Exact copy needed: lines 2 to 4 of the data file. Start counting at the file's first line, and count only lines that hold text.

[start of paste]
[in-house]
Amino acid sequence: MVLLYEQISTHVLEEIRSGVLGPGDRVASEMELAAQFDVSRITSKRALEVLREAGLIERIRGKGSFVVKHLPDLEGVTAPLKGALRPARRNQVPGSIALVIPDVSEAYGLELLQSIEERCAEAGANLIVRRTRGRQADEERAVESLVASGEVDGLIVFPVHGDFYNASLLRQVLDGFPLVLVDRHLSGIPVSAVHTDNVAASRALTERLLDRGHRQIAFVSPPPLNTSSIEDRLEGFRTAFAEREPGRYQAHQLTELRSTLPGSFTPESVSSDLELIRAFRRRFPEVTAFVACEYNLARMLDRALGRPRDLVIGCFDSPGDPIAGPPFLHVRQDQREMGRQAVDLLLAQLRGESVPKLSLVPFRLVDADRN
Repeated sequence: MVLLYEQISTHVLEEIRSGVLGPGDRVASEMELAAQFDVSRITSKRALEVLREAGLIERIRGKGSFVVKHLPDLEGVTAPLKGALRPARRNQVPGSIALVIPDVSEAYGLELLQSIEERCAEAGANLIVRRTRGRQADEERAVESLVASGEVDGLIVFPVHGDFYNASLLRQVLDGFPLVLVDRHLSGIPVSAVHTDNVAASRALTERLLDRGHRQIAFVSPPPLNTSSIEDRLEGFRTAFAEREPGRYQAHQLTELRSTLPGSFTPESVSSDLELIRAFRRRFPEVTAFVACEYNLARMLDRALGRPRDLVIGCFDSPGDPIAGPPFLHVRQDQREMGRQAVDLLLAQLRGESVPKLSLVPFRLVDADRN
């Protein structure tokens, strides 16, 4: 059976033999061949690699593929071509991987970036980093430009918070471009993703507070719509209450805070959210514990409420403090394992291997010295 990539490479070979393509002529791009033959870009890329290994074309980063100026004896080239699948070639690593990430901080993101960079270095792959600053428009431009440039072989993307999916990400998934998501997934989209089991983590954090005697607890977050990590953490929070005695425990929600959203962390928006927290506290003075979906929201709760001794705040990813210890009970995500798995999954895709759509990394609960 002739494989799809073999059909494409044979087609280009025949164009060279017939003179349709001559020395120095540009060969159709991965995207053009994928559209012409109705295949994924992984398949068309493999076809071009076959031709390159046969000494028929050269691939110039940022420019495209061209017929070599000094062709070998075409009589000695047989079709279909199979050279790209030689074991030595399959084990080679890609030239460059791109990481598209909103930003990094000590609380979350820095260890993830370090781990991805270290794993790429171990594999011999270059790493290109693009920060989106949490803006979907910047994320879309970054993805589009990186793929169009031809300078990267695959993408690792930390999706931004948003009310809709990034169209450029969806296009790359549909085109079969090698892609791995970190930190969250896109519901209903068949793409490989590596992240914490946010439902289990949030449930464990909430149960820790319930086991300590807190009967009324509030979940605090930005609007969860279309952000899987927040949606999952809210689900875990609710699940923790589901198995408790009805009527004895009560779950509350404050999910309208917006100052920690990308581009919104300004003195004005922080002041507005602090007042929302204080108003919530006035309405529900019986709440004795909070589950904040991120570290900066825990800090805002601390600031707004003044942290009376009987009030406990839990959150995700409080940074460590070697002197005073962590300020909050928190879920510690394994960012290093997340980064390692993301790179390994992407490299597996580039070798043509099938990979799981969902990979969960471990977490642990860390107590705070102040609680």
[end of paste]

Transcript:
Amino acid sequence: MVLLYEQISTHVLEEIRSGVLGPGDRVASEMELAAQFDVSRITSKRALEVLREAGLIERIRGKGSFVVKHLPDLEGVTAPLKGALRPARRNQVPGSIALVIPDVSEAYGLELLQSIEERCAEAGANLIVRRTRGRQADEERAVESLVASGEVDGLIVFPVHGDFYNASLLRQVLDGFPLVLVDRHLSGIPVSAVHTDNVAASRALTERLLDRGHRQIAFVSPPPLNTSSIEDRLEGFRTAFAEREPGRYQAHQLTELRSTLPGSFTPESVSSDLELIRAFRRRFPEVTAFVACEYNLARMLDRALGRPRDLVIGCFDSPGDPIAGPPFLHVRQDQREMGRQAVDLLLAQLRGESVPKLSLVPFRLVDADRN
Repeated sequence: MVLLYEQISTHVLEEIRSGVLGPGDRVASEMELAAQFDVSRITSKRALEVLREAGLIERIRGKGSFVVKHLPDLEGVTAPLKGALRPARRNQVPGSIALVIPDVSEAYGLELLQSIEERCAEAGANLIVRRTRGRQADEERAVESLVASGEVDGLIVFPVHGDFYNASLLRQVLDGFPLVLVDRHLSGIPVSAVHTDNVAASRALTERLLDRGHRQIAFVSPPPLNTSSIEDRLEGFRTAFAEREPGRYQAHQLTELRSTLPGSFTPESVSSDLELIRAFRRRFPEVTAFVACEYNLARMLDRALGRPRDLVIGCFDSPGDPIAGPPFLHVRQDQREMGRQAVDLLLAQLRGESVPKLSLVPFRLVDADRN
């Protein structure tokens, strides 16, 4: 059976033999061949690699593929071509991987970036980093430009918070471009993703507070719509209450805070959210514990409420403090394992291997010295 990539490479070979393509002529791009033959870009890329290994074309980063100026004896080239699948070639690593990430901080993101960079270095792959600053428009431009440039072989993307999916990400998934998501997934989209089991983590954090005697607890977050990590953490929070005695425990929600959203962390928006927290506290003075979906929201709760001794705040990813210890009970995500798995999954895709759509990394609960 002739494989799809073999059909494409044979087609280009025949164009060279017939003179349709001559020395120095540009060969159709991965995207053009994928559209012409109705295949994924992984398949068309493999076809071009076959031709390159046969000494028929050269691939110039940022420019495209061209017929070599000094062709070998075409009589000695047989079709279909199979050279790209030689074991030595399959084990080679890609030239460059791109990481598209909103930003990094000590609380979350820095260890993830370090781990991805270290794993790429171990594999011999270059790493290109693009920060989106949490803006979907910047994320879309970054993805589009990186793929169009031809300078990267695959993408690792930390999706931004948003009310809709990034169209450029969806296009790359549909085109079969090698892609791995970190930190969250896109519901209903068949793409490989590596992240914490946010439902289990949030449930464990909430149960820790319930086991300590807190009967009324509030979940605090930005609007969860279309952000899987927040949606999952809210689900875990609710699940923790589901198995408790009805009527004895009560779950509350404050999910309208917006100052920690990308581009919104300004003195004005922080002041507005602090007042929302204080108003919530006035309405529900019986709440004795909070589950904040991120570290900066825990800090805002601390600031707004003044942290009376009987009030406990839990959150995700409080940074460590070697002197005073962590300020909050928190879920510690394994960012290093997340980064390692993301790179390994992407490299597996580039070798043509099938990979799981969902990979969960471990977490642990860390107590705070102040609680």